Homeland Security Urges Preparedness As Hurricane
Wilma Tracks Toward Florida
Date: October 18, 2005
Release Number: HQ-05-339
WASHINGTON, D.C. -- As Hurricane Wilma intensifies
and heads toward the western Florida coastline,
The U.S. Department of Homeland Security’s Federal
Emergency Management Agency is urging residents in
Florida to pay close attention to the storm’s progress
and to the directives of state and local officials.
Preparations should be made now.
urge the public to take this storm seriously and to
listen to state and local authorities for instructions,”
said R. David Paulison, acting Director for FEMA.
“FEMA and the entire federal government stand ready
to assist state and local authorities. We encourage
residents in Florida to take the necessary precautions
in preparation for this storm and to assemble their
personal supply kits.”
is a list of actions that individuals should undertake
and supplies to gather before Wilma’s anticipated
a Hurricane Strikes:
Plan a safe evacuation route and identify safe shelter
space within your area. Those in storm surge zones,
in flood zones, or in less than standard housing should
be especially vigilant in preparing disaster plans.
disaster supplies on hand, including:
portable battery-operated radio and extra batteries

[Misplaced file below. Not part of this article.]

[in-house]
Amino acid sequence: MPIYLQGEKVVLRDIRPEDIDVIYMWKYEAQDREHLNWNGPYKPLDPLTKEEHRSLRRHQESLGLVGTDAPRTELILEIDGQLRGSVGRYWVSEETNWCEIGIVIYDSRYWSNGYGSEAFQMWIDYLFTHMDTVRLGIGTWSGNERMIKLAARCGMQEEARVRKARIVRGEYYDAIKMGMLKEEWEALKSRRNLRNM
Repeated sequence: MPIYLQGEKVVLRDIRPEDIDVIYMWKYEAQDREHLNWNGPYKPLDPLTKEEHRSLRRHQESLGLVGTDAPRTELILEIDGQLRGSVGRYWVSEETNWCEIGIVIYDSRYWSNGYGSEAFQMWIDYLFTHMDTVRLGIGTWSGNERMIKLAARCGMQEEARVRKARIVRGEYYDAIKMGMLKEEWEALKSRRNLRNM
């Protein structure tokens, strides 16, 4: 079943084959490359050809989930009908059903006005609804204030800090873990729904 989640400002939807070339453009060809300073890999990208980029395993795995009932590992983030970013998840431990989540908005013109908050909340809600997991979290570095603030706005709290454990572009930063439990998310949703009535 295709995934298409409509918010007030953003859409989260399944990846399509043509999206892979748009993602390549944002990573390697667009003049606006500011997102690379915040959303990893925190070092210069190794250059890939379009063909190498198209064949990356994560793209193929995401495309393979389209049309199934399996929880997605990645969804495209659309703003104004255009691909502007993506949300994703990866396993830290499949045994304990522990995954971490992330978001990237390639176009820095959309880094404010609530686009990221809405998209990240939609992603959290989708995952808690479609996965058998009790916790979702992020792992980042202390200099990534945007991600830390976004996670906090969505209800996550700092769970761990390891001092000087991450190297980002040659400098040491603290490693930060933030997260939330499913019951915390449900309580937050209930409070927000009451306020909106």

Emergency food and water (including a non-electric
Cash and credit cards
Sturdy shoes and a change of clothing
Copies of important papers (bank statements, insurance
records, deeds, etc.)
When a Hurricane Watch or Warning is Issued:
to hurricane progress reports. Follow instructions
if ordered to evacuate.
Check your emergency supplies. Store drinking water
in clean bathtubs, jugs, bottles and available cooking
Bring in outdoor objects such as lawn furniture, toys
and garden tools; anchor objects that cannot be brought
inside but that could be wind-tossed.
Secure your home by installing hurricane shutters
or precut plywood.
Trim dead branches from trees.
Turn the refrigerator and freezer to the coldest settings
if not instructed by officials to turn off utilities.
Fuel your car. Review evacuation routes and gather
your disaster supply kit.
Store valuables and personal papers in a waterproof
Review your family disaster plan.
If You Are Told To Evacuate:
officials order evacuation, leave as soon as possible.
Avoid flooded roads and watch for washed-out bridges.
Secure your home. Unplug appliances and turn off electricity
and the main water valve. If time permits, elevate
furniture to protect it from flooding or move it to
a higher floor.
Take your pre-assembled emergency supplies and warm,
For more information on emergency preparedness, please
prepares the nation for all hazards and
manages federal response and recovery efforts following
any national incident. FEMA
also initiates mitigation activities, trains
first responders, works with state and local emergency
managers, and manages the National Flood Insurance
Program and the U.S. Fire Administration. FEMA became
part of the U.S. Department of Homeland Security on
March 1, 2003.
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